John Carmack (Born August 20, 1970): Creating the software graphics engines necessary for virtual worlds

John Carmack is a computer programmer, video game developer and engineer. He co-founded the video game company id Software and was the lead programmer of its games, most notably the Doom and Quake IPs. Through his life Carmack been making some of the biggest innovations in 3D computer graphics, such as algorithms that allow for realistic real time lighting in virtual environments. He is well known as one of the most important contributors to the software behind modern real time 3D graphics.

He talked to Palmer Lucky on an 3D-enthusiast internet forum and together they collaborated on HMD prototypes that were a big leap forward from the existing technology of the day. In 2013, he resigned from id to work full-time at Oculus VR, where he served as CTO and later Consulting CTO in 2019. He has always been very interested in VR and the future of VR, and it maybe due to his influence that Facebook is rebranding itself as a metaverse company.

Palmer Luckey (born September 19, 1992): The Oculus VR innovator who brought us the popular modern VR HMDs

Luckey is a young innovator and VR enthusiast who was frustrated with the inadequacy of existing head-mounted displays in the market, which suffered from low contrast, high latency, low field-of-view, high cost, and high bulk and weight. To adress this, he started experimenting with his own designs in 2009.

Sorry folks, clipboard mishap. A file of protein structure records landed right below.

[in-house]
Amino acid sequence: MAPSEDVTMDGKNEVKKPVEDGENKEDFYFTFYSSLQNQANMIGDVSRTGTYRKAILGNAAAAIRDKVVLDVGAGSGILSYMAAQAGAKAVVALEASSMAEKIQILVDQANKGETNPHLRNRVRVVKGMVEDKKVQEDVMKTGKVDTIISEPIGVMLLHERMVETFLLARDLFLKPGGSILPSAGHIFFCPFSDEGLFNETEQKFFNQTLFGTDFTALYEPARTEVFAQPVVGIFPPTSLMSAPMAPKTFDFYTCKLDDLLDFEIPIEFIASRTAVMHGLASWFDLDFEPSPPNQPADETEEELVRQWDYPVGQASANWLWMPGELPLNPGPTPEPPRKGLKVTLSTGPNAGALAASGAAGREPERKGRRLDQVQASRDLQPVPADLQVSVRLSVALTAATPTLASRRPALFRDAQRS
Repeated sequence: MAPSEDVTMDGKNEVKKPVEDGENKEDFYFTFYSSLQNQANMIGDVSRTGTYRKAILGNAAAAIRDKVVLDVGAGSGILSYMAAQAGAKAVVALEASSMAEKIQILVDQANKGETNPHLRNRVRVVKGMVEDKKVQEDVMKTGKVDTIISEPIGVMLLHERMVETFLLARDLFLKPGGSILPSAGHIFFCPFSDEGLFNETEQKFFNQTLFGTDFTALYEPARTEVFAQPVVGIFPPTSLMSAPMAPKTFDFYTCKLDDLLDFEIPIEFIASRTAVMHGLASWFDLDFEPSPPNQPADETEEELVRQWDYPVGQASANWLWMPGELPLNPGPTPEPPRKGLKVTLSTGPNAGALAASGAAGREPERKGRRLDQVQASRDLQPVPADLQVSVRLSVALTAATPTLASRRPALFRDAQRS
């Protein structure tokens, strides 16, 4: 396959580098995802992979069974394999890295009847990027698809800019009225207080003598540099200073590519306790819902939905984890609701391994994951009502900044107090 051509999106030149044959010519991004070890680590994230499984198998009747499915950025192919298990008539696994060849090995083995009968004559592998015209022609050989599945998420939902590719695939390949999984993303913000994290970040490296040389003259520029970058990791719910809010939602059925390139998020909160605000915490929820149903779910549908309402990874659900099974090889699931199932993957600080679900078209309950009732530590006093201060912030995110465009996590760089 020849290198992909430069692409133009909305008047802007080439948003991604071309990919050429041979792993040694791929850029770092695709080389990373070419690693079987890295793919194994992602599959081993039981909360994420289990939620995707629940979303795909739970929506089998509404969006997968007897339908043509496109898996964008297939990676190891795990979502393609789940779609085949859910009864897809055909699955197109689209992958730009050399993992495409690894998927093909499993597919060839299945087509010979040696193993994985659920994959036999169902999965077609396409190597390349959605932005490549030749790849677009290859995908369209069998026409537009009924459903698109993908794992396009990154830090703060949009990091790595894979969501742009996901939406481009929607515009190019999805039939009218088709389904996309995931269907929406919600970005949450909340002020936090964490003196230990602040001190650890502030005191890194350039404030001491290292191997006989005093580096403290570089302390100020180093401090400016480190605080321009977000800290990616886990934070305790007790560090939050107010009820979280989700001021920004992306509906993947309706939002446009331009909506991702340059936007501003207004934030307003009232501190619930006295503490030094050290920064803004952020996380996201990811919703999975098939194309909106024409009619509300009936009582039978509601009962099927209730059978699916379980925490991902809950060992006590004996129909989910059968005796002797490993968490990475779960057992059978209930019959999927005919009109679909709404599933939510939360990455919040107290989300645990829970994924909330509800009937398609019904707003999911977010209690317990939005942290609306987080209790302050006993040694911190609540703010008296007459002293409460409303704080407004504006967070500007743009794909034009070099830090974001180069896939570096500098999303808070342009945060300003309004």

Luckey developed a series of prototypes exploring features like 3D stereoscopy, wireless, and extreme 270-degree field-of-view, while also decreasing size and weight of the hardware. He shared regular updates on his progress on MTBS3D, a forum frequented by a small number of virtual reality enthusiasts. His 6th-generation unit was named the “Rift”, intended to be sold as a do-it-yourself kit on Kickstarter crowdfunding Web site to fellow enthusiasts.

John Carmack of id Software, a notable game developer famous for his work on the Doom and Quake game series, requested a prototype headset from Luckey, who lent it to him. Carmack used it to demonstrate id Software’s Doom 3: BFG Edition on the device at the Electronic Entertainment Expo 2012. With the resulting attention of thousands of people suddenly drawn to the Rift, Luckey dropped out of university to focus on it full-time.

Luckey also demonstrated the unit to Valve, and received a Kickstarter endorsement from Valve’s managing director Gabe Newell, who said “It looks incredibly exciting. If anybody is going to tackle this set of hard problems, we think that Palmer is going to do it.” When Luckey launched his Kickstarter campaign for the Oculus Rift, it contained endorsements from other prominent figures in the game industry.